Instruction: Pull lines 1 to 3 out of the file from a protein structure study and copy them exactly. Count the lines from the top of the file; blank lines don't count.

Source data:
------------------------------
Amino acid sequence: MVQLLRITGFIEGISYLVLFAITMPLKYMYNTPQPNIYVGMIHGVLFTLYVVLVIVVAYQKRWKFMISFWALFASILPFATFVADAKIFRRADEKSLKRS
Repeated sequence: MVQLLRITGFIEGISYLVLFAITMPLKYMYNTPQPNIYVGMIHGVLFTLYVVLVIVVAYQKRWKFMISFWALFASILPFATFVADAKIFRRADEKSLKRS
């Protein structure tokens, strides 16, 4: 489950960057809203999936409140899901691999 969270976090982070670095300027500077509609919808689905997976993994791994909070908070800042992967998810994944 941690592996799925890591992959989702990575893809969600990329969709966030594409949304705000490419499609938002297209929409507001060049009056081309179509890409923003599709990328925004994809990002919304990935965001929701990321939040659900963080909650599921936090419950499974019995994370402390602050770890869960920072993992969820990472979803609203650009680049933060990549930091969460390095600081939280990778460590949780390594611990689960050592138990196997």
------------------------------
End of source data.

Amino acid sequence: MVQLLRITGFIEGISYLVLFAITMPLKYMYNTPQPNIYVGMIHGVLFTLYVVLVIVVAYQKRWKFMISFWALFASILPFATFVADAKIFRRADEKSLKRS
Repeated sequence: MVQLLRITGFIEGISYLVLFAITMPLKYMYNTPQPNIYVGMIHGVLFTLYVVLVIVVAYQKRWKFMISFWALFASILPFATFVADAKIFRRADEKSLKRS
């Protein structure tokens, strides 16, 4: 489950960057809203999936409140899901691999 969270976090982070670095300027500077509609919808689905997976993994791994909070908070800042992967998810994944 941690592996799925890591992959989702990575893809969600990329969709966030594409949304705000490419499609938002297209929409507001060049009056081309179509890409923003599709990328925004994809990002919304990935965001929701990321939040659900963080909650599921936090419950499974019995994370402390602050770890869960920072993992969820990472979803609203650009680049933060990549930091969460390095600081939280990778460590949780390594611990689960050592138990196997």